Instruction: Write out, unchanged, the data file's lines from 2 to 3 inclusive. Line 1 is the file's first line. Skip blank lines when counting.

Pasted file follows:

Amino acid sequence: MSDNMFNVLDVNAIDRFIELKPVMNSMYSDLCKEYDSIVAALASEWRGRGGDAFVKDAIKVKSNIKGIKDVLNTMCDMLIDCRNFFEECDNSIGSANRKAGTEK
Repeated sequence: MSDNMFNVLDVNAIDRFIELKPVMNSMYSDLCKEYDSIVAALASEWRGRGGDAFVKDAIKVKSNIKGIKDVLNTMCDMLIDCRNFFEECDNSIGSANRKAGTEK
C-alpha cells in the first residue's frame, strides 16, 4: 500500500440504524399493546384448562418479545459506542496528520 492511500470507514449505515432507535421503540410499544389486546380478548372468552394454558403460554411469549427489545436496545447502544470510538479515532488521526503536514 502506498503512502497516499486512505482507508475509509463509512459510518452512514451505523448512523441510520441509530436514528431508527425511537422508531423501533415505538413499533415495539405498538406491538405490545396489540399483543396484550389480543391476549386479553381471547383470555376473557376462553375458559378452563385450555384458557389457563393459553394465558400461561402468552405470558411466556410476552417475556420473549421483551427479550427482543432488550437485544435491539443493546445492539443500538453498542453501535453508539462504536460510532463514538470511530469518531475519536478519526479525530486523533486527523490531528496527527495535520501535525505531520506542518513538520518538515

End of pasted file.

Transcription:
Repeated sequence: MSDNMFNVLDVNAIDRFIELKPVMNSMYSDLCKEYDSIVAALASEWRGRGGDAFVKDAIKVKSNIKGIKDVLNTMCDMLIDCRNFFEECDNSIGSANRKAGTEK
C-alpha cells in the first residue's frame, strides 16, 4: 500500500440504524399493546384448562418479545459506542496528520 492511500470507514449505515432507535421503540410499544389486546380478548372468552394454558403460554411469549427489545436496545447502544470510538479515532488521526503536514 502506498503512502497516499486512505482507508475509509463509512459510518452512514451505523448512523441510520441509530436514528431508527425511537422508531423501533415505538413499533415495539405498538406491538405490545396489540399483543396484550389480543391476549386479553381471547383470555376473557376462553375458559378452563385450555384458557389457563393459553394465558400461561402468552405470558411466556410476552417475556420473549421483551427479550427482543432488550437485544435491539443493546445492539443500538453498542453501535453508539462504536460510532463514538470511530469518531475519536478519526479525530486523533486527523490531528496527527495535520501535525505531520506542518513538520518538515